04 May, 2009

Book Club: The Guernsey Literary and Potato Peel Pie Society

Tonight is book club and for April, MM girlfriend, Traci, is hosting at her home and chose The Guernsey Literary and Potato Peel Pie Society by Mary Ann Shaffer and Annie Barrows. I had heard lots of chatter about this book so I was eager to read it. And given how busy April has been for me, I'm still reading it and likely will still be reading it tonight while I'm sipping my glass of wine at Traci's, but that is neither here nor there.

I had a little difficulty getting into this book because it starts right off as a letter from the main character, Juliett, to her publisher friend, Sydney with no lead-up or warning at all. Juliett is a published author in London who wrote under the alias Izzy Bickerstaff during WW II. She essentially wrote humorous essays on the non-humorous events that were unfolding during the war (in England) and became a huge success. I should interject at this point and tell you that this is a historical fiction, just in case any of you get a wild hair and decide to google Izzy Bickerstaff.

Anyhoo, now in post war England, Juliett is given an assignment to write 3 articles for the Times on books and reading and what they came to mean to people during the war. Not knowing what to write about or where to start, she gets a random letter from a man who found one of her books in a book store in the Guernsey Islands who writes asking her for more information on the book and it's author, and that begins a long correspondence between the two. It is from these letters that Juliett learns of The Guernesy Literary and Potato Peel Pie Society that this man and his friends started during the War in Guernsey. Cut off from all communication with the outside world from the Germans, a group of he and his friends concocted this faux literary society as a way to still meet and enjoy eacht others company during the German occupation without getting in trouble w/ the Germans. And what started as a cover for their meetings, ended up turning into an actual book club which helped them cope during the war.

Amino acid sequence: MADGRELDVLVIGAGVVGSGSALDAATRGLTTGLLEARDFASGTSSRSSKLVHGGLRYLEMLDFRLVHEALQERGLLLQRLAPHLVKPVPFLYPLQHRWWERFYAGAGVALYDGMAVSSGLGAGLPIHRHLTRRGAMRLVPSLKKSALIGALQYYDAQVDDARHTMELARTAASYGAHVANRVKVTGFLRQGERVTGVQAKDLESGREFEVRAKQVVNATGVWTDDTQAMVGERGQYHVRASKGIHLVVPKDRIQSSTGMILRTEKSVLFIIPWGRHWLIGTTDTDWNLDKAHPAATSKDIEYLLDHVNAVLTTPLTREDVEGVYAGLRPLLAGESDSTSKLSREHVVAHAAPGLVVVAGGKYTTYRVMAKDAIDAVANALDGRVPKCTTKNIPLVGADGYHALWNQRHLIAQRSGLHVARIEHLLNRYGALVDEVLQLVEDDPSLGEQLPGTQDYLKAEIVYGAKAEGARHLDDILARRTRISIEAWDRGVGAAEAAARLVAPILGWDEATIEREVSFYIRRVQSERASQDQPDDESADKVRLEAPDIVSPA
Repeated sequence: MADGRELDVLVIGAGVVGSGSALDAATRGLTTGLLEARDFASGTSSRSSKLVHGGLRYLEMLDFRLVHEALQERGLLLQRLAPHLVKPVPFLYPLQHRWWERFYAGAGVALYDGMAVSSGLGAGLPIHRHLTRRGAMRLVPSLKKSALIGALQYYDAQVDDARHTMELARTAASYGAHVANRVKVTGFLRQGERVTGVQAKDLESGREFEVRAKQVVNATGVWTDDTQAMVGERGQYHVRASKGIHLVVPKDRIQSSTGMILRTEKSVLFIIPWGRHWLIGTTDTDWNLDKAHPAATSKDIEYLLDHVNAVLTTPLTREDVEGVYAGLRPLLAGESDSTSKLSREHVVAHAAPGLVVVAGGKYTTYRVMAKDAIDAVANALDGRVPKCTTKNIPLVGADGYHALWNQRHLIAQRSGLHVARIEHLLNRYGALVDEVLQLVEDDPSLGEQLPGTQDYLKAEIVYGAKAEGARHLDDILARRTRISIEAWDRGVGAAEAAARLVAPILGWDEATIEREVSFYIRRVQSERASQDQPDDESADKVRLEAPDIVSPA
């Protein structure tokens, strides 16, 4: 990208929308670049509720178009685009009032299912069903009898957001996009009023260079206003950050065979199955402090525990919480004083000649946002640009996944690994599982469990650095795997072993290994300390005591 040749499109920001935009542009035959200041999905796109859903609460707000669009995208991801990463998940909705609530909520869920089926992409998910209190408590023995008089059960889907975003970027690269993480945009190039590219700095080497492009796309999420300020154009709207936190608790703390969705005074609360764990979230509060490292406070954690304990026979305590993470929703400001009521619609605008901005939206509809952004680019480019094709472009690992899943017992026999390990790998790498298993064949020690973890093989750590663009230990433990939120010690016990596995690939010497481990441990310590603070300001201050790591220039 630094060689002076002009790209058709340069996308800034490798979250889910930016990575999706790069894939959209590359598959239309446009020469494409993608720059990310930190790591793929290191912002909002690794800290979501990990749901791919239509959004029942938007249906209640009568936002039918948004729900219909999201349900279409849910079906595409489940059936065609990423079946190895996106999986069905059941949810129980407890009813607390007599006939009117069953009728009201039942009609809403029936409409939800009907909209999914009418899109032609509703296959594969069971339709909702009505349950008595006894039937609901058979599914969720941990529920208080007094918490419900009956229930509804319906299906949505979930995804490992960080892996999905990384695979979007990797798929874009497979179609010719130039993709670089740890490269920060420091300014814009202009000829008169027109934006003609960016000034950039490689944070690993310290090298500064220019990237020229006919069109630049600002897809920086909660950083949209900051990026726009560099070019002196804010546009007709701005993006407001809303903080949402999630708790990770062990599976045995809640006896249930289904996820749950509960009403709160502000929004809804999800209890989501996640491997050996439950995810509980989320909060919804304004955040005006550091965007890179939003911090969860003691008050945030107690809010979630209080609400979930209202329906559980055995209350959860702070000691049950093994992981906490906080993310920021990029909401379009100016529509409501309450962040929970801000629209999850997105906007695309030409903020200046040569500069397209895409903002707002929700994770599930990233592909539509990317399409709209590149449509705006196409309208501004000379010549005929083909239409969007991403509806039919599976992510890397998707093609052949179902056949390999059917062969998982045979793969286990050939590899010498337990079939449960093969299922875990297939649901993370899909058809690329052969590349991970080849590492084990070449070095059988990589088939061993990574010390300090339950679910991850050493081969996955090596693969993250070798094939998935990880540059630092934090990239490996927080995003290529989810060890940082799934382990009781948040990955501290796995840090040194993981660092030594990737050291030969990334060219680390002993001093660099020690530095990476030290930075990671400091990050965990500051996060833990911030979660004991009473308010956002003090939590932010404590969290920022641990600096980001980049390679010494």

The entire book is written in letter form. Letters from one person to another, hand written dinner invitations, and all the members of the Literary Society corresponding to Juliett to tell her their own stories of their involvement w/ the Literary Society and the various members. All I kept thinking was that all this written correspondence must have been exhausting and nerve wracking waiting on replies since there was obviously no email in the mid 40's. Some of the characters are pretty humorous in their gossipy-type letters, but others are rather straight-forward but really explain a lot about the time period what was going on during the war. Once I got used to the format of the book, it was relatively easy to settle in to.

All in all, so far, so good. I can't say it's "great" because I haven't come close to finishing it yet. However, all my book club girlfriends who've finished are all raving about how much they love this book so my hopes are high.

photo source: Amazon.com

1 Comment:

Mom x 2 said...

I actually love books written in letter format, so I'm anxious to read it. Lady Susan is another good one written in letter format (Jane Austen). A contemporary fun one written in letter format is called Dear Exile...two friends, one in Africa in the peace corps and one working in corporate Manhattan. Sweet and a quick read. But the funniest book I've ever read was written in email format, called E by Matthew Beaumont. It's seriously 'laughed so hard I cried' funny.

Thanks for the review!